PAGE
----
If I strive for wealth it is to enjoy it; if I fail to acquire it I hope to make none wretched by my inefficiency or misfortunes.

Augustus was expected by his family to return to Lancaster after Stuntz’s survey was finished in 1853, but opted to stay on Lake Superior during 1854.
What were Augustus’ “doins” during 1854?

Perhaps you would like a little information in regard to my operations –: well Stuntz’ survey is finished and I have some writing to do for him, which will occupy me several days; as for subsequent “doins” you will be dully appraised.

I presume you will stay in L. this Winter, and I almost envy you the pleasure of mixing in the young society of the village – perhaps you will teach the village school.  You will remember enough of my letters to look out for the deviltry of the boys about town, but lest you wrong the innocent I will say that with two or three exceptions they are fair and candid.

In 1850 a number of Lancaster boys went to California. Among them were Johnson McKenzie and James Barnett. They made the overland trip together and remained together in their search of three years for fortune in that land of adventure. Their experiences together had the effect to endear them to each other with a fondness like that of brothers–an attachment that has never been interrupted. In the second year T. M. Barber joined in California. In the latter part of 1852 Mr. McKenzie returned to his farm in Grant county, and in October 1856, was joined in marriage with Miss S. J Halferty, daughter of Edward Halferty, who was an extensive farmer on adjoining lands.
Lancaster Teller
, April 30, 1891

You cannot and need not avoid the lately returned Californians, but a little prudent circumspection will not be any injury them and may keep you clear of some petty embarrassments: Some good luck and some good guessing kept me clear of sundry little “contrived plans” of their hatching, and I warn you, perhaps needlessly, but candidly.

Am glad Aunt Lucy has selected and called her little girl after one she knows to be among the best of good girls: she declared she would never call her Eleanor because I wished her to; but I [mistanded?] all the time that she rather meant to, finally.  I think this will do at present, for I intend writing soon.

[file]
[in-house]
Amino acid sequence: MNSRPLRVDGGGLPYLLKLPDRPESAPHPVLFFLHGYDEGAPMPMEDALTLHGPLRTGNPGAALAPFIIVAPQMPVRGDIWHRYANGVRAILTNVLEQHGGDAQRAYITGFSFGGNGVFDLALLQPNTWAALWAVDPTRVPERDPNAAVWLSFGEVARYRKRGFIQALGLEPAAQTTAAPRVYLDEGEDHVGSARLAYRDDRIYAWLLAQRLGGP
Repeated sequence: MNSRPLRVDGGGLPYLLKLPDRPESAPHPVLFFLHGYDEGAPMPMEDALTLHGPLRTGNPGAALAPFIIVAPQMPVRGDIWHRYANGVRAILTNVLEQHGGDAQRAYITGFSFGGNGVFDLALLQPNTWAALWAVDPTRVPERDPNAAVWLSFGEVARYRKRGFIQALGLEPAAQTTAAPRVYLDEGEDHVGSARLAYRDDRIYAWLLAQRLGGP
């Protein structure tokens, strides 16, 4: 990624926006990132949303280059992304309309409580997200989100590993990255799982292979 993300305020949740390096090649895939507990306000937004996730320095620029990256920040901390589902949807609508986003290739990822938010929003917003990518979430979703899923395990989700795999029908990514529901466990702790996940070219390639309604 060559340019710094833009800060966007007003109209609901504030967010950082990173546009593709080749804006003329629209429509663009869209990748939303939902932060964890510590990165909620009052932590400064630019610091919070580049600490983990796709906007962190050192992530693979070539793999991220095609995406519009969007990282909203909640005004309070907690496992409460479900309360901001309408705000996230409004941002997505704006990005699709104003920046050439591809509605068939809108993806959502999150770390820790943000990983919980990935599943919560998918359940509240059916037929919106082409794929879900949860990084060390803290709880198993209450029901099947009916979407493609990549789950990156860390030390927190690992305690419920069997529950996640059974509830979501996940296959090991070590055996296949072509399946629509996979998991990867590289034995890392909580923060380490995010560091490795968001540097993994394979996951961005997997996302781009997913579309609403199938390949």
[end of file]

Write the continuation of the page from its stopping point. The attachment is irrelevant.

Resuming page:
My love to all

Your affct Brother


I went to election today and voted for the republican candidate for Congress – Mr. Washburn.  All [Lokiss?] here

Johnson, November, 26th 1854

Dear Brother

It is not obvious which brother this letter was for: Augustus; or Allen?

As it is vacation with me now, I thought I could write a short note to you, not knowing but it might be acceptable.  We have all sorts of weather here now, for today it has shone, rained, snowed, & hailed [illegible words] & rained [toreously?] [Jo?]  I attended the funeral of Charles Daniels & walked up to his folk’s house with father through the mud and it was about [shortest?] one I ever attended.  He died of consumption.  Merrill Pillsbury died last Tuesday & was buried Thursday. I don’t know but Father has written you about it before [illegible] I believe he also died of consumpt.  We had a great time here Tuesday night.  There was a grand [feast?] in the [Town Hall?], and we had pig & almonds & raisins & apples &c. to the [casts-offs?]  Would you not have given a quarter as I did to have been here to [both]?  Every body there enjoyed themselves greatly.  It was a new-fashioned dance in more respects than one for invitations were sent to all the people in the [village?] to attend and many of did so [illegible] in a manner very amusing to the swing generation.  The 7th [?] of the United States Magazine came last week & also the last of the Phrenological Journal with a little paper index to the [illegible].  Do you wish to subscribe to it another year?  Do you wish the volume bounds? We have prescribed [a large number nicely?] so that it might be bound.  But it is time for the mail to go out.  I must close.

Brother Amherst Willoughby Barber. 



Detail of copper exploration Big Manitou Falls from T47N R14W survey which Augustus worked on.

Detail of an abandoned copper exploration at Big Manitou Falls from T47N R14W. Augustus worked on the Exterior and Interior Surveys here during June of 1852.  

[ca. 1854]


The “draft” was a preemption land claim, possibly in Superior City or on the copper ranges near the head of Lake Superior.
What WAS Augustus doing?

When the draft comes in if you will send it down you will much oblige me.

What are you doing.  Would you not do well to make some improvements about the place such as getting or making rails to hew in the pasture.  Setting out trees lining for an orchard or any way to make it like a home.  I hope you will find something to do for idleness will beget mischief any way you can fix it.  My leaving off business so long nearly deprived me of business facultys, at least it is like leaving one again.  I feel it very much as Mr. Felt left me the very day I became [introduced?] in the business.  Any employment is better than to remain idle.  If God will forgive me for wasting so much time will try and do better in future.  Any honest business faithfully followed is doing vast good business [betting?] our own condition and enabling us to become much more useful.

Excuse me for making these suggestions for experience has prompted me so to do.

Will you be kind Augustus as to write frequently to me.  Again I say forgive my plainess of speech.

Love to all

Uncle Theodore Melvin Barber. 


Truly your Friend & Uncle

T M Barber

To be continued in the Winter of 1855